I'm sure you already know that melatonin is a mild sedative that aids in sleep. It is commonly used to combat jet lag or balance the circadian rhythm of those that work a graveyard shift. However, you may not know that melatonin has far wider reaching effects (1).
Melatonin has a long history of use and is recognized as a safe alternative for sleep. But with all of the other effects perhaps we should consider regular supplementation as part of a health-promoting lifestyle.
First, melatonin acts as a potent antioxidant--supporting the cell's powerhouse: the mitochondria. It aids in the creation of energy in the form of ATP by supporting the inner matrix of the mitchondrial membrane. This factor alone makes melatonin a vital player in CFS and fibro, which are both characterized by mitochondrial and free radical damage.
Another caveat of the mitochondrial damage seen in CFS is that those dysfunctional cellular powerhouses need to be shut down to make way for newer, healthier versions. The body has a built-in cellular "house cleaning" mode known as apoptosis. This is commonly referred to as programmed cell death. We want the dilapidated machinery plowed down to build new and improved versions. There are several factors that effect apoptosis but melatonin helps in the process by stimulating apoptotic genes.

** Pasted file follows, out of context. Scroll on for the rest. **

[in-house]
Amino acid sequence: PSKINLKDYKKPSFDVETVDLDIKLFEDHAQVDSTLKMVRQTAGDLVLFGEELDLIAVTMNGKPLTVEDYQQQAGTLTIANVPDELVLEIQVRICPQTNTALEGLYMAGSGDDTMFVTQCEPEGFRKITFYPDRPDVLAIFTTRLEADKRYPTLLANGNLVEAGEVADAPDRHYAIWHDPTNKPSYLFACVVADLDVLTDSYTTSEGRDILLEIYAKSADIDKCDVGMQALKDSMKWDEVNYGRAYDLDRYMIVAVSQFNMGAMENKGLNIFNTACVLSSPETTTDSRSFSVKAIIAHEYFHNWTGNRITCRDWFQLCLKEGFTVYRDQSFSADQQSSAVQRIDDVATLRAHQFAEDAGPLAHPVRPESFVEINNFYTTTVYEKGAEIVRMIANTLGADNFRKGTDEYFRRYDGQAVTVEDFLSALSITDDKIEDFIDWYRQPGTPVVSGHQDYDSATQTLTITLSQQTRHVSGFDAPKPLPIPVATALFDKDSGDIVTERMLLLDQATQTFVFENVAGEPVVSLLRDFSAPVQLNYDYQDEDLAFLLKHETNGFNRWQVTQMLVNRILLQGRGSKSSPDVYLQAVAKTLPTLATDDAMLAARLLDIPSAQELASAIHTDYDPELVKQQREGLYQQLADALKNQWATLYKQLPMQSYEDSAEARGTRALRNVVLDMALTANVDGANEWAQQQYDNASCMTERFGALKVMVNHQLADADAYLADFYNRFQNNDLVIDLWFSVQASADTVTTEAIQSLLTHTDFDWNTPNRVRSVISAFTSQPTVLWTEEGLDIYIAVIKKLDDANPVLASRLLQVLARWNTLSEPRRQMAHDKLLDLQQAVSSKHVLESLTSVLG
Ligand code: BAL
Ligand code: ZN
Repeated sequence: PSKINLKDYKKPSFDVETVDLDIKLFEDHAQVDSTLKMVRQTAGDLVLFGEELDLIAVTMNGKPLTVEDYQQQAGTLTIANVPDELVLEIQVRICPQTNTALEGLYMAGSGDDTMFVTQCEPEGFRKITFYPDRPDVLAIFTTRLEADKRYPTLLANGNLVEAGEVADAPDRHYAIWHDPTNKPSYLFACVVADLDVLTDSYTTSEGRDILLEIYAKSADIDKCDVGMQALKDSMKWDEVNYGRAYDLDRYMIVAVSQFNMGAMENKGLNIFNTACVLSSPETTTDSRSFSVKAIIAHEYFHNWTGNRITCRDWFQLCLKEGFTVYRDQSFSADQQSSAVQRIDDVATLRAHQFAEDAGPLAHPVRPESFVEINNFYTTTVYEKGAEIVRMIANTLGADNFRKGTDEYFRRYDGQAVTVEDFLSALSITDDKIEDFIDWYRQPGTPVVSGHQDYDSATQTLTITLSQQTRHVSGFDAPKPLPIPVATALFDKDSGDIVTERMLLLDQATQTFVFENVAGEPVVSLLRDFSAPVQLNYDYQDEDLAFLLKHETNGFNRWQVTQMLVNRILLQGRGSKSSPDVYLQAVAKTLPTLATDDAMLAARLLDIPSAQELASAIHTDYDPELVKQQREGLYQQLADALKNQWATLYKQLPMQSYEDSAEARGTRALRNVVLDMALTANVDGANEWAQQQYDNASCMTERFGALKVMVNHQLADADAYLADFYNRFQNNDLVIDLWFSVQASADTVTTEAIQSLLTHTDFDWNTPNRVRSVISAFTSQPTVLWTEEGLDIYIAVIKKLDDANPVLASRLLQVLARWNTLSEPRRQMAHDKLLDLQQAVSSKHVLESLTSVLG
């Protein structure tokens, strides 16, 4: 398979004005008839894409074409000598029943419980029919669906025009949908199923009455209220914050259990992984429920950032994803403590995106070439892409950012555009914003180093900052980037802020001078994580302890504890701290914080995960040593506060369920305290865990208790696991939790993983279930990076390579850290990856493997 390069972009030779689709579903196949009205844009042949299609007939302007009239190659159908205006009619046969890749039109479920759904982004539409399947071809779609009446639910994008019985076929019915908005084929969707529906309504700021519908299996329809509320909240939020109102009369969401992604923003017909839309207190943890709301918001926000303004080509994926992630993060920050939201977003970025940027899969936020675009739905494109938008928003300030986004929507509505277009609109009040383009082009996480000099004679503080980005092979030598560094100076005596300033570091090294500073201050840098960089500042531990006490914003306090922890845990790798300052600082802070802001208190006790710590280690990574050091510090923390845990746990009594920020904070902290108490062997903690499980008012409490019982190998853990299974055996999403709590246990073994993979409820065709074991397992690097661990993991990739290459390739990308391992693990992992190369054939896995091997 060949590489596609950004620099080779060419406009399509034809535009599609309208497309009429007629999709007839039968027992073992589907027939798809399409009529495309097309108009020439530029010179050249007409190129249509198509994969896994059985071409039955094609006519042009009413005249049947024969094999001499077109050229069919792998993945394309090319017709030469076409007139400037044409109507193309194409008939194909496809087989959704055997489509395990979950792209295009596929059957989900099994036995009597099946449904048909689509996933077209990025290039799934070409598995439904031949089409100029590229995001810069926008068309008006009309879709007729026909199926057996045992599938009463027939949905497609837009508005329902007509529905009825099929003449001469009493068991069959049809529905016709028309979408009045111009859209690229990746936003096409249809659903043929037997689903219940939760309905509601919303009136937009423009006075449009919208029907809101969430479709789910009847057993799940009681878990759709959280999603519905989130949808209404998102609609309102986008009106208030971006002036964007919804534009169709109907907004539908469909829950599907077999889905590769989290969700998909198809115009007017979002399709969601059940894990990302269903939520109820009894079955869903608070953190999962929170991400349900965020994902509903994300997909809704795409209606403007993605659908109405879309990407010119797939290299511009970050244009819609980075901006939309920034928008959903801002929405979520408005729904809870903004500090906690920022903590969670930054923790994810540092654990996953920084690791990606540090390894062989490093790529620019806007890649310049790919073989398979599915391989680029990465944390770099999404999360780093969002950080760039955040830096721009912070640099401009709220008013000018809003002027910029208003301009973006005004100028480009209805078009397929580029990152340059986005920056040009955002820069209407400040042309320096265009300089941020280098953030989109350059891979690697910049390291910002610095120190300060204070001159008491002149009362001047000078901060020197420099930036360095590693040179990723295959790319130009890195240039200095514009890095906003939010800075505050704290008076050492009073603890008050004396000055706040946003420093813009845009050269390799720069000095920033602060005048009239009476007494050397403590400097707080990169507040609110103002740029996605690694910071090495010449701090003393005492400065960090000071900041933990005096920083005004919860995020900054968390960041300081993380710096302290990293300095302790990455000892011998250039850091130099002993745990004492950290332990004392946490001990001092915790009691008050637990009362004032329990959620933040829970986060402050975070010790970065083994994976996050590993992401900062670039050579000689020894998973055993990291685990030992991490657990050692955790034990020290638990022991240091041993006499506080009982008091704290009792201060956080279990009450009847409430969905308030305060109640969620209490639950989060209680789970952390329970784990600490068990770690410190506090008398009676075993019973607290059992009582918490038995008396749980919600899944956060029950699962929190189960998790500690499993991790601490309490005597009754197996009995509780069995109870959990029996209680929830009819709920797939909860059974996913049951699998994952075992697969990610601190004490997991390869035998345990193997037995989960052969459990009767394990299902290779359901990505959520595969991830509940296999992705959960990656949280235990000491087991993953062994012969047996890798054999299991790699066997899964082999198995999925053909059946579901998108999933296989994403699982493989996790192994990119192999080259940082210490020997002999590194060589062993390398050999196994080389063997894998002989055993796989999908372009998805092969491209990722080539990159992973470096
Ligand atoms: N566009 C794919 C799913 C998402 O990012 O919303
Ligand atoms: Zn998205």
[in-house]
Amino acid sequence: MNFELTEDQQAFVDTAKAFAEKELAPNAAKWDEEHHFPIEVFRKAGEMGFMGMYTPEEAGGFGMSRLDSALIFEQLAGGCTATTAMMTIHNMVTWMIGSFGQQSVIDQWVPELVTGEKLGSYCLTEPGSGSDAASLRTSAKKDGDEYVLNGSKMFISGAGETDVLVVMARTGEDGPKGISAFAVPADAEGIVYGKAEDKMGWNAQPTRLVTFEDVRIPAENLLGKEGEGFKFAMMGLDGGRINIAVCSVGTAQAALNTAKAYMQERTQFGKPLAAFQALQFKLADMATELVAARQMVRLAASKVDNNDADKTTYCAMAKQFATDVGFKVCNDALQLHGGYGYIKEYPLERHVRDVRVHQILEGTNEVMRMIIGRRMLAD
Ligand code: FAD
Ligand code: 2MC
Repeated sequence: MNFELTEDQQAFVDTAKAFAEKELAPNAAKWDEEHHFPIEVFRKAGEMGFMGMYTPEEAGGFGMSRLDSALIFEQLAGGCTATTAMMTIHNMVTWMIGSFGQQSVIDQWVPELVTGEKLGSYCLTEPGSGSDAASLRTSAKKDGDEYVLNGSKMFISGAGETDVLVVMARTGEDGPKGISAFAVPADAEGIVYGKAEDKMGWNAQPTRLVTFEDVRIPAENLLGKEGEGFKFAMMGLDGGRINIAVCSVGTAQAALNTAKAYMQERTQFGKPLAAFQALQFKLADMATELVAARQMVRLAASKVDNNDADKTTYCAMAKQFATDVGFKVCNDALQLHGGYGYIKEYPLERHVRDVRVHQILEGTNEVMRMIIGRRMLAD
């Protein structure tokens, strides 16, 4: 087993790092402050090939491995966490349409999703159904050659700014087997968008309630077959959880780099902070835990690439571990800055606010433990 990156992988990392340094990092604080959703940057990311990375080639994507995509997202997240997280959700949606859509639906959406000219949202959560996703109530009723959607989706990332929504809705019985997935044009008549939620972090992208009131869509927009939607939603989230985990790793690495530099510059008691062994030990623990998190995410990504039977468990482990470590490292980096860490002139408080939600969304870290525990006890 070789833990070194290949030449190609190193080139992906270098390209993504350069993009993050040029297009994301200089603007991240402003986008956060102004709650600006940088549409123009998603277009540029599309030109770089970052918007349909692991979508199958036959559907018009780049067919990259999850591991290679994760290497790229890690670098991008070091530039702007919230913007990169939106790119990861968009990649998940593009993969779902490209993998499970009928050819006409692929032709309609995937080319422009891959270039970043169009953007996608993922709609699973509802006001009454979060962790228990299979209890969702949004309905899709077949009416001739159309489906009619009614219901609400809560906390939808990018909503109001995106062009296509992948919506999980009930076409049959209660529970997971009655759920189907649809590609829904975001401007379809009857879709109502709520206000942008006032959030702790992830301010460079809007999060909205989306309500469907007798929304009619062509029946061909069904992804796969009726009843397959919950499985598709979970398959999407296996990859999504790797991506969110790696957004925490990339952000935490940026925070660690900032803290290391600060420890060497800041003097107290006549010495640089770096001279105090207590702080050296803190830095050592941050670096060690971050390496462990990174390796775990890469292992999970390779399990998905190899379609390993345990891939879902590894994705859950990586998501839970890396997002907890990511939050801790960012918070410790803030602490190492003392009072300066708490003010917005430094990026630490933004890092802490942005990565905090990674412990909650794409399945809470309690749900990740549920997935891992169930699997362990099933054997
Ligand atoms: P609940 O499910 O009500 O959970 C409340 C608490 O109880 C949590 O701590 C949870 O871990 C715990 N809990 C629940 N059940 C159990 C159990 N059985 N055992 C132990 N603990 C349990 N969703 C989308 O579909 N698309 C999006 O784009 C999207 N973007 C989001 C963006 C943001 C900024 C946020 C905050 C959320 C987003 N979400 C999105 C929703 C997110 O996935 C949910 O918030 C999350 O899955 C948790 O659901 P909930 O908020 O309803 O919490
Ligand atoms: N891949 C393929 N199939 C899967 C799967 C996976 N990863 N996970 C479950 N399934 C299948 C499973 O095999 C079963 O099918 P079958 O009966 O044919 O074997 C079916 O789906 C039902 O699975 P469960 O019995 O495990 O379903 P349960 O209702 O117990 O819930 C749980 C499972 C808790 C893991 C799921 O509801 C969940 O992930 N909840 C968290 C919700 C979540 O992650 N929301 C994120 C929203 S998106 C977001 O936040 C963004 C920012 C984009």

We also know that melatonin supports the immune system by turning on genes that regulate immune surveillance as well as boosting Natural Killer (NK) cells--those all important immune cells that are dangerously depleted in CFS. As a consequence, melatonin has been shown to have a potent anti-cancer effect especially in breast, prostate, and colorectal cancers.
Melatonin effects insulin signaling in the body, acting to regulate energy metabolism. Irregularity in melatonin production, due to night shift work or exposure to lights at night, can lead to poor glucose control and weight gain (2).
For reasons still unknown, nocturia is common to CFS patients of all ages. Nocturia is defined as waking up during the night to urinate. A recent randomized, controlled trial of melatonin supplementation showed that it improved nocturia in the elderly (3).
- Direct antioxidant
- Induces apoptosis (programmed cell death)
- Supports DNA repair
- Increases Natural Killer (NK) cells
- Boosts the immune system
- Anti-cancer effects
- Relieves symptoms of nocturia
1. Srinivasan V, Spence DW, Pandi-Perumal SR, Trakht I, Cardinali DP. Therapeutic actions of melatonin in cancer: possible mechanisms. Integr Cancer Ther. 2008 Sep;7(3):189-203
2. Cipolla-Neto J, Amaral FG, Afeche SC, Tan DX, & Reiter RJ. Melatonin, Energy Metabolism and Obesity: a Review. J Pineal Res. 2014 Mar 21.
3. Charnow, JA. Nocturia Linked to Low Melatonin. 14 Jan 09 http://www.renalandurologynews.com/nocturia-linked-to-low-melatonin/article/328699/